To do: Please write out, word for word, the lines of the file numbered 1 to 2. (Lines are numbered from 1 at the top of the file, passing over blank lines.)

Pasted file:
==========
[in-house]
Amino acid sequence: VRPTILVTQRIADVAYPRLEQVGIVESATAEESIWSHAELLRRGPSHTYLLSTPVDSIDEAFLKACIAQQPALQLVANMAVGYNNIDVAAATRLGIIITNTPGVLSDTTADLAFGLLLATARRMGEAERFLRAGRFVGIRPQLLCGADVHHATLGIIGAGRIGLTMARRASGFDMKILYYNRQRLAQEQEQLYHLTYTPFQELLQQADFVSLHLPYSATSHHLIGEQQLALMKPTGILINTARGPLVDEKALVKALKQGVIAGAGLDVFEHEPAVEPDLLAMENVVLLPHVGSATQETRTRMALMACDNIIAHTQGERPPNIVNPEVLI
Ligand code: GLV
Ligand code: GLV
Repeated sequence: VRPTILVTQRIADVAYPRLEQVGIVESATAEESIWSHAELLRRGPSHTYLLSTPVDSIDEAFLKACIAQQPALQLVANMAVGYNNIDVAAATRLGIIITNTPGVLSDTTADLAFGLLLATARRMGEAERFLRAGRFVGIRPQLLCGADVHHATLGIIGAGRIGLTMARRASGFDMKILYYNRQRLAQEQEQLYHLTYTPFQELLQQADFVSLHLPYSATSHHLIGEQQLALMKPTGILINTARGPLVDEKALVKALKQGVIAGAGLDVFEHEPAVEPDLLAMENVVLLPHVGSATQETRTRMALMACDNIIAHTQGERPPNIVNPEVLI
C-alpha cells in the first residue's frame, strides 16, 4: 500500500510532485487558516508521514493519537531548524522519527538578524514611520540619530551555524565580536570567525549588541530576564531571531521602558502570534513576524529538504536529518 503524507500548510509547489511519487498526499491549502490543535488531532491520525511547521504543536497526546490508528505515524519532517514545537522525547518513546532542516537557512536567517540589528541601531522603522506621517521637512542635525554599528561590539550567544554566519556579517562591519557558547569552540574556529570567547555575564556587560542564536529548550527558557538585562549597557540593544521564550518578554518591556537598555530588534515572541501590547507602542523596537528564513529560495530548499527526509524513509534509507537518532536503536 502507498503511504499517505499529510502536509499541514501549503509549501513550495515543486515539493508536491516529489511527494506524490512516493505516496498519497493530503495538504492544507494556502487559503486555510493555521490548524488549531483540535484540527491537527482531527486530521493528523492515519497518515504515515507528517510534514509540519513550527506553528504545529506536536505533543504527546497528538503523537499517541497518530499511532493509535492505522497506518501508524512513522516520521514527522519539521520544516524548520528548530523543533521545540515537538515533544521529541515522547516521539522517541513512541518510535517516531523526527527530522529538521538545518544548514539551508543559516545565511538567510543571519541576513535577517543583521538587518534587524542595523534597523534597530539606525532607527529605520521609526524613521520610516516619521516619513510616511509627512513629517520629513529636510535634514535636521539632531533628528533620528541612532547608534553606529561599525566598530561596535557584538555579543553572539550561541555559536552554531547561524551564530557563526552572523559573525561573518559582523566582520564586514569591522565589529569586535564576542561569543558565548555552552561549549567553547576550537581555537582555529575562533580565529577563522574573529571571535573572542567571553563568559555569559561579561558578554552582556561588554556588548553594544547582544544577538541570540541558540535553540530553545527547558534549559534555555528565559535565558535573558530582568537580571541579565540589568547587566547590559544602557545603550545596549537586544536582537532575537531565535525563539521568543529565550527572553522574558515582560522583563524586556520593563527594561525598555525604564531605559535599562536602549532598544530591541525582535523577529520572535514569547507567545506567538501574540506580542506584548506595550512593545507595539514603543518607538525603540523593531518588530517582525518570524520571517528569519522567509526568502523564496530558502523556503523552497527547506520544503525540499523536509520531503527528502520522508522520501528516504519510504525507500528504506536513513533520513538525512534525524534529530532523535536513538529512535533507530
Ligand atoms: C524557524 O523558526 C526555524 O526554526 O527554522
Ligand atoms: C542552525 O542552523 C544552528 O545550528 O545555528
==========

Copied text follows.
[in-house]
Amino acid sequence: VRPTILVTQRIADVAYPRLEQVGIVESATAEESIWSHAELLRRGPSHTYLLSTPVDSIDEAFLKACIAQQPALQLVANMAVGYNNIDVAAATRLGIIITNTPGVLSDTTADLAFGLLLATARRMGEAERFLRAGRFVGIRPQLLCGADVHHATLGIIGAGRIGLTMARRASGFDMKILYYNRQRLAQEQEQLYHLTYTPFQELLQQADFVSLHLPYSATSHHLIGEQQLALMKPTGILINTARGPLVDEKALVKALKQGVIAGAGLDVFEHEPAVEPDLLAMENVVLLPHVGSATQETRTRMALMACDNIIAHTQGERPPNIVNPEVLI